A novel homozygous frameshift mutation in PROM1 (p.K549Qfs*2) was identified in patients from family RH9 (Figure 4A). PROM1 mutations have been reported to be the cause of recessive RP with macular degeneration, dominant Stargardt disease–like macular dystrophy, dominant cone dystrophy, and dominant CRD (RetNet). All 3 patients from family RH9 reported having night blindness since early childhood, and at their last visit, each patient had central vision that was severely impaired owing to severe macular degeneration (Figure 5; Tables 1 and 2). Presentations of RP and macular degeneration were indicated in the fundus photographs of patients from this family. Therefore, based on the genetic and clinical findings, we finalized the clinical diagnosis to autosomal recessive RP with macular degeneration for this family.
Novel biallelic ALMS1 mutations p.[S1218*]; [Y1533*] were identified as disease causing for family RH10 (Figure 4A; Tables 1-3). Patient RH10-II:1 was reported to have nystagmus and photophobia since 5 months of age. His visual acuity began to decrease rapidly early in the second decade of his life. At his last visit to our clinic, he was 18 years of age when his best-corrected visual acuity was light perception for both eyes. Fundus photographs and electroretinographic responses indicated a typical presentation of CRD in this patient (Figure 5). Because ALMS1 mutations have been reported to cause Alström syndrome, his medical records were further examined, and more biochemical tests performed. Detailed systematic examinations revealed sensorineural hearing loss, early-onset type 2 diabetes mellitus, obesity, dilated cardiomyopathy, and hepatic dysfunction in this patient, which fully met the diagnostic criteria for Alström syndrome. Therefore, the genetic findings for this patient helped to define the clinical diagnosis of Alström syndrome in this case.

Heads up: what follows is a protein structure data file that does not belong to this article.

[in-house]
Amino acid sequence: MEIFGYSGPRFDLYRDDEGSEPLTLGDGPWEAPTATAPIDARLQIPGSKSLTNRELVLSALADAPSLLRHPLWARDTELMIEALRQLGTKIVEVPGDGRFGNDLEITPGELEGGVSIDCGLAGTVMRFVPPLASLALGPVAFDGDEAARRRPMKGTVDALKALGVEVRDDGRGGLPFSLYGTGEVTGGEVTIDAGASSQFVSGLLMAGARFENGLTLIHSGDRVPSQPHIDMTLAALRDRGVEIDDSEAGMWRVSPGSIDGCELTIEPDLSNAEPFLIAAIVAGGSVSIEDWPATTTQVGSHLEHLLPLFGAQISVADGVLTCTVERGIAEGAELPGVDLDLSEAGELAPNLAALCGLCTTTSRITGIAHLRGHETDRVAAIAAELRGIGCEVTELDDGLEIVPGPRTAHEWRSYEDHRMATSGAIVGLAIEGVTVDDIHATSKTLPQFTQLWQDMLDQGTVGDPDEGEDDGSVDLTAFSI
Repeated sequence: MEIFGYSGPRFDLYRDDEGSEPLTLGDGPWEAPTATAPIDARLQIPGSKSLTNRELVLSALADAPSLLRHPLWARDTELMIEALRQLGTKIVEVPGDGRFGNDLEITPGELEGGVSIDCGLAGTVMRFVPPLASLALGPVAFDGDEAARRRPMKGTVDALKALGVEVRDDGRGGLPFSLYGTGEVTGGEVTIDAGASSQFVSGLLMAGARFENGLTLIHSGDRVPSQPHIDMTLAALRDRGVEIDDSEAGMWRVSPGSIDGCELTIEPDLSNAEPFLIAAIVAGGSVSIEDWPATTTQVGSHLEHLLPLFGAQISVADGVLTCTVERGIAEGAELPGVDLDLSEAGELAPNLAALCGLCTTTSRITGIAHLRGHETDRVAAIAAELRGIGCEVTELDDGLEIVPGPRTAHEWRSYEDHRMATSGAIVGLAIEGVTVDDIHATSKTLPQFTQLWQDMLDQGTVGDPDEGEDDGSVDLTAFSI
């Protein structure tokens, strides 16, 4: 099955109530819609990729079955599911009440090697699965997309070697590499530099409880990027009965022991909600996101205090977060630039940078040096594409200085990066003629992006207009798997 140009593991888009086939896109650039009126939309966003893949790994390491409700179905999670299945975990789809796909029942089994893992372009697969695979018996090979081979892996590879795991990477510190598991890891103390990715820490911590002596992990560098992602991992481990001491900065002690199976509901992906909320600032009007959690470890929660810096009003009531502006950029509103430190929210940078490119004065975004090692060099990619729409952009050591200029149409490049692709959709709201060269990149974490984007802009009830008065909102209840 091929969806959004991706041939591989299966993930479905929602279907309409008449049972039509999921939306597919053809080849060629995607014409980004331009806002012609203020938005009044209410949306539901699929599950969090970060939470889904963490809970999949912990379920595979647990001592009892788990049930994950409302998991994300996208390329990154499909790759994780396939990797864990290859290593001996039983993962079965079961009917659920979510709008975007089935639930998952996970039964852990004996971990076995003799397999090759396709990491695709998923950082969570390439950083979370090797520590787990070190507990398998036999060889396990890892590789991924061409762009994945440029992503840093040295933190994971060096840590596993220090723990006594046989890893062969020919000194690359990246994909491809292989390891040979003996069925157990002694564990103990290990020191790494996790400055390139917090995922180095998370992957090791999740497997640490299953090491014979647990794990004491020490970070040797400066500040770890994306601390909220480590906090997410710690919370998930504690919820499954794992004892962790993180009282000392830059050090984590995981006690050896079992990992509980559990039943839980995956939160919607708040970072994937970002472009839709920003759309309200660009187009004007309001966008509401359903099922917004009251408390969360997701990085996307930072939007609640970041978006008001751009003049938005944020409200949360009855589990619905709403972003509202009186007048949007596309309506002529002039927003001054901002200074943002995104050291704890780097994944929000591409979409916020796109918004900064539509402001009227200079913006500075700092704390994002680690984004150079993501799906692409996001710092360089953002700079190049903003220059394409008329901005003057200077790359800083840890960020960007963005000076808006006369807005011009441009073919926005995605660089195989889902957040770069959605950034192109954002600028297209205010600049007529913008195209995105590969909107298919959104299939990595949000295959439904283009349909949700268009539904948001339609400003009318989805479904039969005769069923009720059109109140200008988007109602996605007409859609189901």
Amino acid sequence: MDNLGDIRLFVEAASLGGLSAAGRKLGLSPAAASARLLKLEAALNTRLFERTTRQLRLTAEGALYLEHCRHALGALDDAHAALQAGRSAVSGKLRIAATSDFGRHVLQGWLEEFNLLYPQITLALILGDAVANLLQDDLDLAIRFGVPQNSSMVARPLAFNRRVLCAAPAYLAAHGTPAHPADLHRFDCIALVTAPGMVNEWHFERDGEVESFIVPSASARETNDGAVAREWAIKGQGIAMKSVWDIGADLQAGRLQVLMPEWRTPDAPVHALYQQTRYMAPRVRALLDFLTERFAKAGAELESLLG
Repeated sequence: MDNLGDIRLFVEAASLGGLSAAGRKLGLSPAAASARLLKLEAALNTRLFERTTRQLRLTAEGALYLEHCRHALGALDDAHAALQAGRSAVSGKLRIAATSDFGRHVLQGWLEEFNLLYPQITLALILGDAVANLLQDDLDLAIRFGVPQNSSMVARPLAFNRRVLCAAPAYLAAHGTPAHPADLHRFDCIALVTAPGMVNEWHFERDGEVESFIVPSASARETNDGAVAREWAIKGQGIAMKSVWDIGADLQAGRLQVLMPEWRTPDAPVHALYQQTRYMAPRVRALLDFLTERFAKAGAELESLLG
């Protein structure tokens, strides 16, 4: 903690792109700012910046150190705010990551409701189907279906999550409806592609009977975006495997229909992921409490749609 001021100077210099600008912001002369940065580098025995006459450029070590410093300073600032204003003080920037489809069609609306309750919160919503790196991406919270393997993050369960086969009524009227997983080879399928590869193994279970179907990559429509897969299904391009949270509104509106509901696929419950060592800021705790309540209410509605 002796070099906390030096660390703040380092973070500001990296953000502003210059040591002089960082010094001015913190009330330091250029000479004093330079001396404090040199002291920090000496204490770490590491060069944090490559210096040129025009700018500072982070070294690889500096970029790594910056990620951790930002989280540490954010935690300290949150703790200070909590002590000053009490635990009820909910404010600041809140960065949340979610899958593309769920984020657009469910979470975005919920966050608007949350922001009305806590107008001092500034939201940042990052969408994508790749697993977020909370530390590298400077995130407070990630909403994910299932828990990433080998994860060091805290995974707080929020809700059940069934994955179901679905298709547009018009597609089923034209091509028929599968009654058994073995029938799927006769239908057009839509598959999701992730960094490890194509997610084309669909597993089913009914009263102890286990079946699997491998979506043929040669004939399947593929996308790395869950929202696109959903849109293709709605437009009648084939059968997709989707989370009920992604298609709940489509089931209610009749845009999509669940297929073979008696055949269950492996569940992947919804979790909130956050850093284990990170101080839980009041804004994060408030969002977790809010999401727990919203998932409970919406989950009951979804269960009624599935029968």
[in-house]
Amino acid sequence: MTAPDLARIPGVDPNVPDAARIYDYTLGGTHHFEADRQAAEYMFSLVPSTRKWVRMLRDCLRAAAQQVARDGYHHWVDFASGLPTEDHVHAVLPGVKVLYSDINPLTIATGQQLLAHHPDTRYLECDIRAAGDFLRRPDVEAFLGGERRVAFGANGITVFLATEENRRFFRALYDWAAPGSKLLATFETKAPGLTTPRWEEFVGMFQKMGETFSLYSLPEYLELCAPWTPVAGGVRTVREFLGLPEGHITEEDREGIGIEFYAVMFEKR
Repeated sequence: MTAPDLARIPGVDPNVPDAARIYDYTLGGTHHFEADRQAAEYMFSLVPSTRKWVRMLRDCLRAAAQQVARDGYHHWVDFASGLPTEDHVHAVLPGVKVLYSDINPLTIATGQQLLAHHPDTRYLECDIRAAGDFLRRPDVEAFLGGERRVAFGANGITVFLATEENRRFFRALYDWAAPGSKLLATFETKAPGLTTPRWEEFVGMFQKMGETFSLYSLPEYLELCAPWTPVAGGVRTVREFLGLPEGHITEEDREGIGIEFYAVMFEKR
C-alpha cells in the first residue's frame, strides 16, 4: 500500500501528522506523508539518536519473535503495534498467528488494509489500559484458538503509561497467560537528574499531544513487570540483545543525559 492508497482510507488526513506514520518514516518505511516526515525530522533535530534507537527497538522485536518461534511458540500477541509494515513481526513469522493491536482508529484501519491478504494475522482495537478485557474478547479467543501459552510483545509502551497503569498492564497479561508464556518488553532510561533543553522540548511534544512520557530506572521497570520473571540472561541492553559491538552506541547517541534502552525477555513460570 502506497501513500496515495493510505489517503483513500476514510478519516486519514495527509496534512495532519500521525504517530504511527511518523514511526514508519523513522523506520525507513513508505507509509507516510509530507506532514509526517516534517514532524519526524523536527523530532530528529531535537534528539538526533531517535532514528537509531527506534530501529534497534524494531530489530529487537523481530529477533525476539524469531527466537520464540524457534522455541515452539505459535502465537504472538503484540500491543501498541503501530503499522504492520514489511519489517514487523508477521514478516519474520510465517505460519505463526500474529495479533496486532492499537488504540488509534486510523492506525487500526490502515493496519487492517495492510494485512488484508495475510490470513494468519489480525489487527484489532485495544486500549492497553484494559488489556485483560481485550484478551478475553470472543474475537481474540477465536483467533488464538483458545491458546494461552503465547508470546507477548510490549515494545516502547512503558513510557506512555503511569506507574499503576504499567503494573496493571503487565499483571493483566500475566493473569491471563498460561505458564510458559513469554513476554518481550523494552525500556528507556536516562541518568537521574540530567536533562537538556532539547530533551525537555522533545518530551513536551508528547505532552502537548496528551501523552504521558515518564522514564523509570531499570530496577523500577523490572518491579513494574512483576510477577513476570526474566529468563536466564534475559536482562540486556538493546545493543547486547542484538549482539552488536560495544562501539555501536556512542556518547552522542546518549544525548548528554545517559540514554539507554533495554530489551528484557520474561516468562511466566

Patient RH13-II:1 had poor night vision since early childhood, followed by a rapid decrease in her visual field and central vision (Figure 6A; Tables 1 and 2). Ophthalmic evaluations demonstrated typical RP phenotypes with macular edema in her right eye (Figure 6B and C). Complex neural phenotypes were also noted in patient RH13-II:1, including mild ataxia since childhood, attenuation of deep tendon reflexes, and superficial sensations. Magnetic resonance imaging revealed a mild enlargement of the central canal from C3 to T8 vertebral levels. Herniated disks were indicated in C4/5, C5/6, and C6/7, and magnetic resonance imaging at C4/5 revealed the centrally herniated disk material and the narrowing of the spinal canal (Figure 6E-G).